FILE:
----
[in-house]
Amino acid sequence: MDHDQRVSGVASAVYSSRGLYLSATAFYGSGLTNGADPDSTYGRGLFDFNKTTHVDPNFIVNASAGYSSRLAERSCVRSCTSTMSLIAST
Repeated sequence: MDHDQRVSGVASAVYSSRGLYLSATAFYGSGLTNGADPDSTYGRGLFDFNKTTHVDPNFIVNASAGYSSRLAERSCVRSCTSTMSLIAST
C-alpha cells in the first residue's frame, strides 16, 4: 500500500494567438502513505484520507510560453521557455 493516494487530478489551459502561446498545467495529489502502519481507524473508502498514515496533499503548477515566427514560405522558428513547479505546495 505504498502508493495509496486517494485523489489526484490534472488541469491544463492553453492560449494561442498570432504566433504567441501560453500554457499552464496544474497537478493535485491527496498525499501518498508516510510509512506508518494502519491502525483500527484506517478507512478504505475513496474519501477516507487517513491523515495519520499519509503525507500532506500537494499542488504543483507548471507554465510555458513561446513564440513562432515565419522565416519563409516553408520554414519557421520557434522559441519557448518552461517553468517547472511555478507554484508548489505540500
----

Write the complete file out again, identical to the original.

[in-house]
Amino acid sequence: MDHDQRVSGVASAVYSSRGLYLSATAFYGSGLTNGADPDSTYGRGLFDFNKTTHVDPNFIVNASAGYSSRLAERSCVRSCTSTMSLIAST
Repeated sequence: MDHDQRVSGVASAVYSSRGLYLSATAFYGSGLTNGADPDSTYGRGLFDFNKTTHVDPNFIVNASAGYSSRLAERSCVRSCTSTMSLIAST
C-alpha cells in the first residue's frame, strides 16, 4: 500500500494567438502513505484520507510560453521557455 493516494487530478489551459502561446498545467495529489502502519481507524473508502498514515496533499503548477515566427514560405522558428513547479505546495 505504498502508493495509496486517494485523489489526484490534472488541469491544463492553453492560449494561442498570432504566433504567441501560453500554457499552464496544474497537478493535485491527496498525499501518498508516510510509512506508518494502519491502525483500527484506517478507512478504505475513496474519501477516507487517513491523515495519520499519509503525507500532506500537494499542488504543483507548471507554465510555458513561446513564440513562432515565419522565416519563409516553408520554414519557421520557434522559441519557448518552461517553468517547472511555478507554484508548489505540500